Joe: Now it depends kind of on your exit strategy too, right? It depends on whether you're doing wholesaling or lease options. You know, I'll be honest, it's going to be harder to do traditional wholesaling with the leads from Zillow. You need to understand more creative real estate strategies like lease options and owner financing and stuff like that. So, we talk a lot about that in The Z Code course. I want to challenge you or encourage you to go check it out at zcodejoe.com. Z as in Zillow. Go figure. Zcodejoe.com. Go check it out. There's a video sales page there, tells you a little bit about it. The course is $97. It's well worth every single penny of it. So, go check it out: zcodejoe.com. And on this podcast, I'm going to be playing back to you a video or an audio that I created with a friend of mine, JP Moses. And JP Moses works with the company called Awesome REI and Awesome REI is the company that helped me publish that course. So, they're a really great group of guys. But in this video, JP and I were going through a lot of questions that people were asking about the course and stuff like that. And one of the questions that we get a lot was what's going on in Illinois? Is wholesaling illegal or not? And you know, really a lot of you guys probably have been following this stuff on social media. It's been all over. Everybody's talking about it and people are freaking out and hyperventilating that, you know, wholesaling is illegal, immoral and fattening and you can't do it and it's just not true.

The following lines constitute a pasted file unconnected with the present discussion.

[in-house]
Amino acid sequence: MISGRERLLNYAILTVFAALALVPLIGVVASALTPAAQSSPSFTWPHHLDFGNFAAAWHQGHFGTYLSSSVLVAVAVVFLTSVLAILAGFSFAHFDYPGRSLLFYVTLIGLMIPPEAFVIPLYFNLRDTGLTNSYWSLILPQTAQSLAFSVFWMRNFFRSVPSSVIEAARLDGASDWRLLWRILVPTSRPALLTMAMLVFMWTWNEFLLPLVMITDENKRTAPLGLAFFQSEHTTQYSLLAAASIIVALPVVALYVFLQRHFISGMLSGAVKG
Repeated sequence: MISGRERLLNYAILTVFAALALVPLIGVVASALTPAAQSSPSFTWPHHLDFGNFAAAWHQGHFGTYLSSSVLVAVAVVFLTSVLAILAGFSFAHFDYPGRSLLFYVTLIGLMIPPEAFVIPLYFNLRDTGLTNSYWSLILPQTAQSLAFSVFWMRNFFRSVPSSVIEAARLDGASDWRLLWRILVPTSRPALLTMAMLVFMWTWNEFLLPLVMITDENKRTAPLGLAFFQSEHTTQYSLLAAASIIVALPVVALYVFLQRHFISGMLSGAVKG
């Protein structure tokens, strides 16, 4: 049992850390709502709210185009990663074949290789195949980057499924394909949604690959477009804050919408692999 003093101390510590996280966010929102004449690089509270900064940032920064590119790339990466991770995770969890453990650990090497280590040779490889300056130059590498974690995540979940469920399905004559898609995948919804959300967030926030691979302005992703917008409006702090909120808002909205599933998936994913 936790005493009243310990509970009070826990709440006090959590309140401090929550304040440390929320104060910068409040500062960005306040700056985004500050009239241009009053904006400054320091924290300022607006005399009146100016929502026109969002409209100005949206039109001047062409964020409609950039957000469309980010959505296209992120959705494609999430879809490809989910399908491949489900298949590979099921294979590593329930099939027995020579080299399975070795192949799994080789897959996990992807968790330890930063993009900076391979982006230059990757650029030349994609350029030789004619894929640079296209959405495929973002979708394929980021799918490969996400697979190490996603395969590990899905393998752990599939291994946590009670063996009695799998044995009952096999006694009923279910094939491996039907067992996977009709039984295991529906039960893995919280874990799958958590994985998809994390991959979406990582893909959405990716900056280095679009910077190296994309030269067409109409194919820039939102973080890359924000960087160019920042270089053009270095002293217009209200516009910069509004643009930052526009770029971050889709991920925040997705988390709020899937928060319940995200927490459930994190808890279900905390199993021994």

Joe: There is a right way and a wrong way to do wholesaling. And this law that's just passed in Illinois has not changed really anything from what I've been teaching and doing for the last five, 10 years, I don’t know. So, we talk about that in this podcast. I talk about my opinion. I'm not a legal advice attorney. I don't even play one on TV, but I've talked to a lot of attorneys, I've talked to a lot of investors that are doing deals the right way. And so, it's important that you understand the right way and the wrong way to do wholesaling in all 50 states and especially in Illinois right now. So, you know, this legislation just passed a few weeks ago, but dust is still kind of settling. People are trying to figure out what you can or cannot do. But my advice has been all along… well, you know what, I'm just going to share that or save it for the video, the audio. So, you might be listening to this audio. It was stripped from a video. Don't worry about it. There's nothing really cool to see on the video anyway, just two middle-aged guys talking into a camera, but you'll get some good stuff out of it. Hope you enjoy it.
Joe: Go to zcodejoe.com to see what all the hype is about, all the excitement. I love Zillow, man. It's my favorite source of leads. In fact, I just got back from a workshop in LA. I was teaching in LA at an event. I'm going back in a couple of days for an all-day workshop and I'm going to be actually demonstrating and teaching and doing a lot of this marketing there at the event and we're going to be doing marketing. We're going to be talking to sellers live. I'll be making offers and sending offers and demonstrating all of this stuff, but guess what I'm doing for the marketing right now? We're going into Zillow and getting a bunch of leads, and I'm going to be demonstrating how this is all working live at this workshop. It's going to be cool. All right. Uh, go to zcodejoe.com and enjoy this episode. We'll see you. Bye. Bye.